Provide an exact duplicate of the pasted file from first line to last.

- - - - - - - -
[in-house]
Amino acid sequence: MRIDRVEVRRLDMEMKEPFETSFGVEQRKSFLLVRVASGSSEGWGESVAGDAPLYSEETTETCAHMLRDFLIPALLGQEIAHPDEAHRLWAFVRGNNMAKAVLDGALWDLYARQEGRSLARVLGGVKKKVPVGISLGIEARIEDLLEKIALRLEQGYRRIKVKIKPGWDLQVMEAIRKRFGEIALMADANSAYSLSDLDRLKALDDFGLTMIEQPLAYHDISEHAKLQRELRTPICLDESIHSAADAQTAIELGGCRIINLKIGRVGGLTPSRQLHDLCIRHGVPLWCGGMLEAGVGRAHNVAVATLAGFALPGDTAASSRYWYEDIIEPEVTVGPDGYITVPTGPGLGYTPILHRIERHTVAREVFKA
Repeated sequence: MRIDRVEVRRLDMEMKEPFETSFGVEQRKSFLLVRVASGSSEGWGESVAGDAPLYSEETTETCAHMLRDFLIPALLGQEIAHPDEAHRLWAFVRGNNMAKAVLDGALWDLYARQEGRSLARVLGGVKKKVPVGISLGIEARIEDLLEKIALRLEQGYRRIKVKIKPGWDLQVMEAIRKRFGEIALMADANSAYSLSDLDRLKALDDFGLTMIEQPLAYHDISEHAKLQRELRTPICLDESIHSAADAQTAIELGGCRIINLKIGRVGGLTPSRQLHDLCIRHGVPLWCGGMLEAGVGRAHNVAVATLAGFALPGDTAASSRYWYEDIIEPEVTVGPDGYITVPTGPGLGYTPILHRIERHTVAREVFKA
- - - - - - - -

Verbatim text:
[in-house]
Amino acid sequence: MRIDRVEVRRLDMEMKEPFETSFGVEQRKSFLLVRVASGSSEGWGESVAGDAPLYSEETTETCAHMLRDFLIPALLGQEIAHPDEAHRLWAFVRGNNMAKAVLDGALWDLYARQEGRSLARVLGGVKKKVPVGISLGIEARIEDLLEKIALRLEQGYRRIKVKIKPGWDLQVMEAIRKRFGEIALMADANSAYSLSDLDRLKALDDFGLTMIEQPLAYHDISEHAKLQRELRTPICLDESIHSAADAQTAIELGGCRIINLKIGRVGGLTPSRQLHDLCIRHGVPLWCGGMLEAGVGRAHNVAVATLAGFALPGDTAASSRYWYEDIIEPEVTVGPDGYITVPTGPGLGYTPILHRIERHTVAREVFKA
Repeated sequence: MRIDRVEVRRLDMEMKEPFETSFGVEQRKSFLLVRVASGSSEGWGESVAGDAPLYSEETTETCAHMLRDFLIPALLGQEIAHPDEAHRLWAFVRGNNMAKAVLDGALWDLYARQEGRSLARVLGGVKKKVPVGISLGIEARIEDLLEKIALRLEQGYRRIKVKIKPGWDLQVMEAIRKRFGEIALMADANSAYSLSDLDRLKALDDFGLTMIEQPLAYHDISEHAKLQRELRTPICLDESIHSAADAQTAIELGGCRIINLKIGRVGGLTPSRQLHDLCIRHGVPLWCGGMLEAGVGRAHNVAVATLAGFALPGDTAASSRYWYEDIIEPEVTVGPDGYITVPTGPGLGYTPILHRIERHTVAREVFKA